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Breathe Aloha

A New ‘Breathe Aloha’ Mural Comes to Campbell

As the youth vaping epidemic continues to rage across the State of Hawai‘i, the 808NOVAPE campaign continues to answer the calls from our local schools for help educating and encouraging our students against initiating tobacco product use through e-cigarettes. It continues to be a frustrating challenge due to a series of factors. One of those factors is e-cigarette companies continuing to push the boundaries on e-cigarette designs that target kids. A few recent examples of e-cigarettes in the shape of a slushie cup, Spongebob Squarepants, and a highlighter, have garnered the attention of the Food & Drug Administration and received warning letters in the last six months to cease sales of these particular models in the United States.

Another element in this regard is the seemingly ever-increasing puff counts on disposable devices. Once upon a time, way back in 2015, JUUL pioneered the development of salt-based nicotine raising the roof on the maximum strength of nicotine in e-cigarettes from 36 milligrams per milliliter, to the now standard 50 milligrams per milliliter, more commonly referred to as 5% strength. This innovation was mind-blowing at the time as we came to realize that a person who completed vaping an entire JUUL pod consumed the nicotine equivalent of forty cigarettes or two whole packs. We are well beyond that today with the emergence two years ago of e-cigarette devices touting 3,000 puffs, to last year’s 5,000 puffs; which is the equivalent in nicotine of 590 cigarettes, that’s almost thirty packs! These are among some of the more shocking details we include in our vaping prevention presentations to students.

For children and teens today, staying out of reach from the influence of using e-cigarettes can be quite challenging. For a majority of elementary school-aged students in our audiences, the most common place they see e-cigarettes and their use is either at home or at school. Students spend the majority of their weekdays at school, and this is typically the primary location where we are able to communicate with students, mostly through our in-person presentations. After every vaping prevention presentation, we provide resources for the school such as classroom posters, resource guides, and 808NOVAPE stickers for each of the students, which they love receiving. Any opportunity to leave a lasting image or impression at the school is a welcome one, as prevention messages can often be drowned out by e-cigarette advertising they see in their communities by the presence of vape shops and e-cigarette use they are exposed to at home, or even on social media. So when a school contacts us and requests a Breathe Aloha 808NOVAPE mural to be produced on campus as an ever-present message to make smart choices when it comes to your health, we do our best to make that happen.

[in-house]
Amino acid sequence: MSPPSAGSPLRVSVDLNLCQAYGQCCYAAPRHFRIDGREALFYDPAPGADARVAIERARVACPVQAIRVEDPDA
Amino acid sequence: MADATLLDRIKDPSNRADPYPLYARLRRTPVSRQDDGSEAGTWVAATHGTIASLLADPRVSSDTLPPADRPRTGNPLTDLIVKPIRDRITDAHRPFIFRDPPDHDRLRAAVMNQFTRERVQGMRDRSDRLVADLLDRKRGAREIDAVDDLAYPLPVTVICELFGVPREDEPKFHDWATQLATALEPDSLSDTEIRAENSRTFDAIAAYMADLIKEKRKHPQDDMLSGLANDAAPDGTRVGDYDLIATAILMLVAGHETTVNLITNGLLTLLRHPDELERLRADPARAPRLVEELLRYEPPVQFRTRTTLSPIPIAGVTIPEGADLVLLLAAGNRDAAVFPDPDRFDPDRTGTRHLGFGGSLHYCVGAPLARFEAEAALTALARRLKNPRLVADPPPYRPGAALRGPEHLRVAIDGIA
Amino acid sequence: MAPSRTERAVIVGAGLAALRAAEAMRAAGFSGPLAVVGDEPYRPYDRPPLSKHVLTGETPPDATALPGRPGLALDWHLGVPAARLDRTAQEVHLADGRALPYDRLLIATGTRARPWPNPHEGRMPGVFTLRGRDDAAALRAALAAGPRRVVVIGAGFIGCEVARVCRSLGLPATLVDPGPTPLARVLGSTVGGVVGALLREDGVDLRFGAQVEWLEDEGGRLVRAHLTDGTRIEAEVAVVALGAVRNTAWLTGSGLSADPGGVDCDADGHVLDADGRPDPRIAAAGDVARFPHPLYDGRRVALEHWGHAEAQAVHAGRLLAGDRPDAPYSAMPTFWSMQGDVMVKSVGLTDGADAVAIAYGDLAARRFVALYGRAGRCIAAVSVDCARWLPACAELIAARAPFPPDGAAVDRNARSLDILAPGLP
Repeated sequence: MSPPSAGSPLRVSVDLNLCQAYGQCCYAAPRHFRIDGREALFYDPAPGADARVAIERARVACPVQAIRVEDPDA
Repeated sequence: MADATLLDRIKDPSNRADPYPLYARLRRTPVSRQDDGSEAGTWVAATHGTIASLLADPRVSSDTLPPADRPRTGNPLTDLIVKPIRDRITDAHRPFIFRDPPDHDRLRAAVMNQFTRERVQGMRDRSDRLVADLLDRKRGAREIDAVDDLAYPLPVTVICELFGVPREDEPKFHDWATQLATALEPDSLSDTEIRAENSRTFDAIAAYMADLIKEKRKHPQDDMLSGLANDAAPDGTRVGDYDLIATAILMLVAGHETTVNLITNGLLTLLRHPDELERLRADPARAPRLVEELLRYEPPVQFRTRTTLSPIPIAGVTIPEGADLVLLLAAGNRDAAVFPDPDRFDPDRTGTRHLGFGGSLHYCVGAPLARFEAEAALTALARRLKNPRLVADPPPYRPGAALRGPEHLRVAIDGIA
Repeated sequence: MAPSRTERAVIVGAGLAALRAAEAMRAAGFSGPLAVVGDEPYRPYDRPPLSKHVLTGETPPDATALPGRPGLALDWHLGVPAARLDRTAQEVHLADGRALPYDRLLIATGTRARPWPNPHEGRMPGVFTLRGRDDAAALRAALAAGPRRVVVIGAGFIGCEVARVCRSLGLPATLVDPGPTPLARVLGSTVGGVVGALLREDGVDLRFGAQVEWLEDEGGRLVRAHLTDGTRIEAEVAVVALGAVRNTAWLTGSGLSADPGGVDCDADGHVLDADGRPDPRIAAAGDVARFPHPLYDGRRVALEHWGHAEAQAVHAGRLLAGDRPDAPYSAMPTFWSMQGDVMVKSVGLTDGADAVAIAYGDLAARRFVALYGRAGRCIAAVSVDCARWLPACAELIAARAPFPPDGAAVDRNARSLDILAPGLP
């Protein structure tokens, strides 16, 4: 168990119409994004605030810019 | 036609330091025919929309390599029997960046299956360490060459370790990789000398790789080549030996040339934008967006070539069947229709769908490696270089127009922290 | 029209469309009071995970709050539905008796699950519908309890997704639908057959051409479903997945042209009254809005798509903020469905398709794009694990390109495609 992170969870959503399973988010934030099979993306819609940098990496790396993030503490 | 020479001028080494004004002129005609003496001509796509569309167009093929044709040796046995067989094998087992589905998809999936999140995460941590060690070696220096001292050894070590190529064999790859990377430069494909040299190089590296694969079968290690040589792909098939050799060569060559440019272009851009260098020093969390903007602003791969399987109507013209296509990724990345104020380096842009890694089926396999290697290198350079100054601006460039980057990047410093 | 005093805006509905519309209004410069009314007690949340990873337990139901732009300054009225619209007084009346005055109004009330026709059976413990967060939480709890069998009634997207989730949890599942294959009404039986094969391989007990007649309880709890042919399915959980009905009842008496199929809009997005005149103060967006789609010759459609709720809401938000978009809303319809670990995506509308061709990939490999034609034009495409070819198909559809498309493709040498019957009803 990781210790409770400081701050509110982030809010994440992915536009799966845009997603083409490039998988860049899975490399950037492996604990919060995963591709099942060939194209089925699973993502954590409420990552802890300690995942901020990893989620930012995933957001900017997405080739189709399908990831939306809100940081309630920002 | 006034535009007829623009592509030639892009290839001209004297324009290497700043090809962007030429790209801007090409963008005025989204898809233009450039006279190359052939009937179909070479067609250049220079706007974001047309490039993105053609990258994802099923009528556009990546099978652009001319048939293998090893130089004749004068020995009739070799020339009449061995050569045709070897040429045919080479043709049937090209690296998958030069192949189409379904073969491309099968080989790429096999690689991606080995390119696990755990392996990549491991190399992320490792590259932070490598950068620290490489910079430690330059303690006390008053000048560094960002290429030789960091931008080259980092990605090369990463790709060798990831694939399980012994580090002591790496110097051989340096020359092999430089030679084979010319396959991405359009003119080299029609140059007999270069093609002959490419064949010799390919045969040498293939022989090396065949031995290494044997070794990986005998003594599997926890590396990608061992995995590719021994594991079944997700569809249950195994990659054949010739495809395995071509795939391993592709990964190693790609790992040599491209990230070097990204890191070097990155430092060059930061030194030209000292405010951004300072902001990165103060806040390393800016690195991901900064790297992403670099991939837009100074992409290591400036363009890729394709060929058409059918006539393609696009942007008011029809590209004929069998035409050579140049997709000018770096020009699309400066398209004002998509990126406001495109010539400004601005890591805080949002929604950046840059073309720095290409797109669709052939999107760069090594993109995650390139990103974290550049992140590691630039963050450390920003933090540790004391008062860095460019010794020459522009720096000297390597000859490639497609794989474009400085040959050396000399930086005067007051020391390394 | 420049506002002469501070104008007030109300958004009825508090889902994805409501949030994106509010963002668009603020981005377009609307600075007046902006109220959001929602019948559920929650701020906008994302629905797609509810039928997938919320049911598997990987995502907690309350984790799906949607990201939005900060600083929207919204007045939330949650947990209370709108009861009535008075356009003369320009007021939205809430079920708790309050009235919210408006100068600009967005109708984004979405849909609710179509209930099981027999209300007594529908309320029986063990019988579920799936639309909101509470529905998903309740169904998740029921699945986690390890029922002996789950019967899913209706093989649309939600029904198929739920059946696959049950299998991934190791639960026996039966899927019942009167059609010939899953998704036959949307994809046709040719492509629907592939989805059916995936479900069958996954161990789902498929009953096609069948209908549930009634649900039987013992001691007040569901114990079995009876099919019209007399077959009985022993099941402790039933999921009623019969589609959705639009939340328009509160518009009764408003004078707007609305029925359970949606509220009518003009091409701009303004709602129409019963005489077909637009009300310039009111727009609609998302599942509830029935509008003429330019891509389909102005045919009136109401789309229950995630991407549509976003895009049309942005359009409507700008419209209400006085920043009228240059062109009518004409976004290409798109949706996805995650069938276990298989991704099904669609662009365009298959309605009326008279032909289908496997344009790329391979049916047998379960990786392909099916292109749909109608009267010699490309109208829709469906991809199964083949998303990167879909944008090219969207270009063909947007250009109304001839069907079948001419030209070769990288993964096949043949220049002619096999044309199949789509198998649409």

A‘ole Vape
Puff Bar = Lung Scar
Health is wealth

The most recent addition to our Breathe Aloha 808NOVAPE murals, twelve of which have now been produced across the state, was unveiled at James Campbell High School in ‘Ewa Beach on January 9, 2024. Around fifty students, teachers, school officials, and community partners gathered to talk story, share cake and refreshments, and take photos to celebrate the unveiling of the sixth ‘Breathe Aloha’ 808NOVAPE mural on O‘ahu. The mural was designed and produced by our partner, Ken “East3” Nishimura from Keep It Flowing Media, along with several of his colleagues. The finishing touches, including personal affirmations, were added by several dozen students attending Campbell High School, which is the largest high school in the state. 

Located in ‘Ewa Beach, there is a cluster of schools next to Campbell – Pohakea and Ka‘imiloa Elementary School, and Ilima Intermediate School. Less than a block’s walk from ‘Ilima Intermediate School, there is a vape shop. In addition, there are numerous mini-marts, gas stations, and small convenience stores within a block from these schools that sell the full range of tobacco products, including disposable e-cigarettes. The students at these schools drive and walk past these businesses at least twice per day and likely have grown so accustomed to the presence of these stores, their products, and their window and door advertisements that they don’t even notice them anymore. Hopefully, many of the students attending Campbell High School will take notice of the new, vibrant and colorful mural encouraging them to ‘Breathe Aloha’ and to live a life free from e-cigarettes and other dangerous and addictive products.

HIPHI would like to thank all those involved in the coordination and production of this mural especially Principal Jon Henry Lee, Vice Principal April Hosino, PCNC Rowena Martinez, and Coalition for a Drug-Free Hawai‘i’s Coalition Coordinator Shalei Aoki.

Kevin Ramirez

Kevin Ramirez

Coalition for a Tobacco-Free Hawai‘i Program Manager
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